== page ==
Wes Welker finished the 2011 regular season with 22 more receptions than any other wide receiver in the NFL, and precise route-running and sure hands are two key reasons why.
With the New England Patriots clinging to a two-point lead and driving late in the fourth quarter of last night’s Super Bowl XLVI matchup with the Giants, that route-running ability resulted in a wide open Welker streaking down the field. At the very least, a catch would have extended New England’s drive and helped them milk more time off the clock. At most, it could have led to a touchdown that would have put the game out of reach.
But Welker couldn’t hold onto a challenging ball thrown high and over his outside shoulder. The Patriots were forced to punt, and the Giants marched down for what proved to be the game-winning score.
Mario Manningham’s sideline grab on New York’s game-winning drive is the highlight that will be remembered, but Welker’s drop was just as critical to the outcome. It’s he admitted he has made many times, and one that he, Tom Brady and the rest of the Patriots expected him to make.
But should all the blame for the incomplete pass fall on Welker?
NBC television analyst Cris Collinsworth called it a grab Welker makes “100 times out of 100.”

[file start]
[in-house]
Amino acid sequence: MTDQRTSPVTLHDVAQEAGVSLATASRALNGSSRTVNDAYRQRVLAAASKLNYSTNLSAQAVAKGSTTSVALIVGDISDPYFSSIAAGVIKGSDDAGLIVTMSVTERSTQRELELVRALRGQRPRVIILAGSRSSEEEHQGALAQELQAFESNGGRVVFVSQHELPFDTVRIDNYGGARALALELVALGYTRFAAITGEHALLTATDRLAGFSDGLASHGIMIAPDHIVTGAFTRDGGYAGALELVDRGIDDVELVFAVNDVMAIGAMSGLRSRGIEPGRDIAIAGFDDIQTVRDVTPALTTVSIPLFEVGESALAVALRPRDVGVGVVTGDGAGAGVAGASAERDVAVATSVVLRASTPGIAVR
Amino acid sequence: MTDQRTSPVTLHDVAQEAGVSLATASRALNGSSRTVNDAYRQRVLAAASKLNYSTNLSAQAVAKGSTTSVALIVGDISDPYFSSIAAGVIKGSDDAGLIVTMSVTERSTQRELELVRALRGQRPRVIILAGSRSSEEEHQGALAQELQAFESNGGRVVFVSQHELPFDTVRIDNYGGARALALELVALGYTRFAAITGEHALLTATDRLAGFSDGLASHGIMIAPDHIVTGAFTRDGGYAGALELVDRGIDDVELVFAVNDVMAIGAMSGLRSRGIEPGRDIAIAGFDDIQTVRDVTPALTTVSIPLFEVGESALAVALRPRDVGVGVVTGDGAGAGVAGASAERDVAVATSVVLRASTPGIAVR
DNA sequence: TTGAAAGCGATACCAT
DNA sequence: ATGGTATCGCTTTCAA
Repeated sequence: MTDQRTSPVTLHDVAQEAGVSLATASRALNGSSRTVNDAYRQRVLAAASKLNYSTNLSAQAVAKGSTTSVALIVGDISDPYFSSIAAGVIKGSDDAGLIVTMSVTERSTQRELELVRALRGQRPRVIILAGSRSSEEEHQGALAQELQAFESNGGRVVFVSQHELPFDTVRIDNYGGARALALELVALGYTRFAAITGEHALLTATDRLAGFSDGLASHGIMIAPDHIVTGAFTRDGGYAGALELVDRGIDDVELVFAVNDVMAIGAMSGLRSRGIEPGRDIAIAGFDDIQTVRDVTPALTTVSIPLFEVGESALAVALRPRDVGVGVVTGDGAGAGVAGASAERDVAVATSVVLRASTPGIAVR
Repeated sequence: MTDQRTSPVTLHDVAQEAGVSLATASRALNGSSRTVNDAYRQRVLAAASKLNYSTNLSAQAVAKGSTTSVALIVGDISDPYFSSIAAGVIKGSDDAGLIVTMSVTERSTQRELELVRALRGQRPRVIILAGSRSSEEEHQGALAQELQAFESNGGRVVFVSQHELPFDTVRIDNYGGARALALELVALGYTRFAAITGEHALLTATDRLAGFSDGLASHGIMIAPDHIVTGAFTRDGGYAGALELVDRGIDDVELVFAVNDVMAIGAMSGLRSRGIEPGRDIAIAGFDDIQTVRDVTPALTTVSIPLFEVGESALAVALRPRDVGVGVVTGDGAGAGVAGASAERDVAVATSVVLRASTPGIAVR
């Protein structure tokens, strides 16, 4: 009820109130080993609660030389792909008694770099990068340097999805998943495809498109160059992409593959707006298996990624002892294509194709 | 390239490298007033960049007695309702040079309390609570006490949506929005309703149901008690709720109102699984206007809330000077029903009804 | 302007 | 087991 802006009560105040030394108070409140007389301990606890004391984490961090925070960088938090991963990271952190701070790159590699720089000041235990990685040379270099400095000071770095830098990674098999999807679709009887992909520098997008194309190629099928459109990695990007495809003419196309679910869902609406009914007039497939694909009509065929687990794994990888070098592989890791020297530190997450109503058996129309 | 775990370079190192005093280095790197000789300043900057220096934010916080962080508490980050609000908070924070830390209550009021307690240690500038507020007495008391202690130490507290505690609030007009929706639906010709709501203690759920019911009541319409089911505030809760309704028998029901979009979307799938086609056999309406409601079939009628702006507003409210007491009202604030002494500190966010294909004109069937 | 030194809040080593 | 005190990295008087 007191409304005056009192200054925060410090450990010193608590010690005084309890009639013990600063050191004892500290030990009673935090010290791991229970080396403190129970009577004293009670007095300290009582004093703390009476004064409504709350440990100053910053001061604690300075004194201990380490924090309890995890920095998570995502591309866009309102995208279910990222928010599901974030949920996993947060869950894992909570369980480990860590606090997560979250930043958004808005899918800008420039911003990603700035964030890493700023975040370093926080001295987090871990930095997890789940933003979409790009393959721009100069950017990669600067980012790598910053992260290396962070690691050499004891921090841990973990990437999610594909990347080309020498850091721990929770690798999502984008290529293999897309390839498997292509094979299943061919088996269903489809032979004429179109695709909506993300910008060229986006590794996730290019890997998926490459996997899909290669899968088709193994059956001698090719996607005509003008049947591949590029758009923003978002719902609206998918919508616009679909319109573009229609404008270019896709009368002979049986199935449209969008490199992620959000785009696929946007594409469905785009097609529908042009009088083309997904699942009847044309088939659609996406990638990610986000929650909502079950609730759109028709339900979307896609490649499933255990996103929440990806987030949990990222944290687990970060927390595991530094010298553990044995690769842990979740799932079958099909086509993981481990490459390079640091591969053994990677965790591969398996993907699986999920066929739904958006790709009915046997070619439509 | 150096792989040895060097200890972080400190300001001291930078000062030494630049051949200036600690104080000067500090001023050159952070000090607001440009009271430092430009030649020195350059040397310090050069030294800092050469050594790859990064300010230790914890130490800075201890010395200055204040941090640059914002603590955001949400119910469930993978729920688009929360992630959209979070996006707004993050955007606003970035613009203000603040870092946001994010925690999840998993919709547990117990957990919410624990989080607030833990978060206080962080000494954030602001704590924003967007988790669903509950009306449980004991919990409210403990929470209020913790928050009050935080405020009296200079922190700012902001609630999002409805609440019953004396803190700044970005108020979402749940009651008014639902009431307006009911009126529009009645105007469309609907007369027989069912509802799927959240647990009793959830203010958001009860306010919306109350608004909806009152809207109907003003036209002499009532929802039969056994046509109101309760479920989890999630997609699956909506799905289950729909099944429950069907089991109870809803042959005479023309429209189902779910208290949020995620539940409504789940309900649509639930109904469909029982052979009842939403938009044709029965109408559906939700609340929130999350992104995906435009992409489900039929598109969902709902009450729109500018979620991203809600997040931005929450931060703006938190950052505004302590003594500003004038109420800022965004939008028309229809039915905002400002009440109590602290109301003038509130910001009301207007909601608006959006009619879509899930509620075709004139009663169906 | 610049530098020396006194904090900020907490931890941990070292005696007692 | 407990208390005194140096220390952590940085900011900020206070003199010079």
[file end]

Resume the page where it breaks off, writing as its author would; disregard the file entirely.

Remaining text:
Nevermind the ludicrous nature of that statement — it was no doubt a catch an elite receiver like Welker is fully capable of making. He had two hands on the ball and no defenders in the vicinity. At that point in the game, he needs to haul it in.
“It’s one of those plays I made 1,000 times,” Welker said. “The ball is right there. I’ve just got to make the play. It’s a play I’ve made 1,000 time in practice and everything else. It comes to be the biggest moment of my life and I don’t come up with it. It’s discouraging.”
But what about the throw itself? Welker was wide open, and Brady put the ball over his head and behind him. If Brady puts it over Welker’s inside shoulder, it’s a touchdown.
Brady’s supermodel wife, Gisele Bundchen, has already cast her vote, throwing New England’s receiving corps under the bus for critical drops in the fourth quarter — including several on the team’s final drive.
“You [have] to catch the ball when you’re supposed to catch the ball,” Bundchen said (via TheInsider.com). “My husband cannot [bleeping] throw the ball and catch the ball at the same time. I can’t believe they dropped the ball so many times.”
What’s your take? Does Welker deserve all the blame for the drop? Or should Brady have made a better throw?
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